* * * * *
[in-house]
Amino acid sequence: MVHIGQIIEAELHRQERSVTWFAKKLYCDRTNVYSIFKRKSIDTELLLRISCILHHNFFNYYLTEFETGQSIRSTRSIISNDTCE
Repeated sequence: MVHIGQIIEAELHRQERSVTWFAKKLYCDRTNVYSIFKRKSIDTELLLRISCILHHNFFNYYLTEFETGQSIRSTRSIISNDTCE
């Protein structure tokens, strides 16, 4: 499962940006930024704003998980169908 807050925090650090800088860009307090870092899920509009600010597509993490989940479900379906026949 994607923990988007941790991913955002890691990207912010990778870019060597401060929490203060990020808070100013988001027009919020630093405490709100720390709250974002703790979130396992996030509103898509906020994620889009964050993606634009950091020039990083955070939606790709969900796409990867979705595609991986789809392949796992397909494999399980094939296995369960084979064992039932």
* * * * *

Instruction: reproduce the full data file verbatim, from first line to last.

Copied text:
[in-house]
Amino acid sequence: MVHIGQIIEAELHRQERSVTWFAKKLYCDRTNVYSIFKRKSIDTELLLRISCILHHNFFNYYLTEFETGQSIRSTRSIISNDTCE
Repeated sequence: MVHIGQIIEAELHRQERSVTWFAKKLYCDRTNVYSIFKRKSIDTELLLRISCILHHNFFNYYLTEFETGQSIRSTRSIISNDTCE
């Protein structure tokens, strides 16, 4: 499962940006930024704003998980169908 807050925090650090800088860009307090870092899920509009600010597509993490989940479900379906026949 994607923990988007941790991913955002890691990207912010990778870019060597401060929490203060990020808070100013988001027009919020630093405490709100720390709250974002703790979130396992996030509103898509906020994620889009964050993606634009950091020039990083955070939606790709969900796409990867979705595609991986789809392949796992397909494999399980094939296995369960084979064992039932």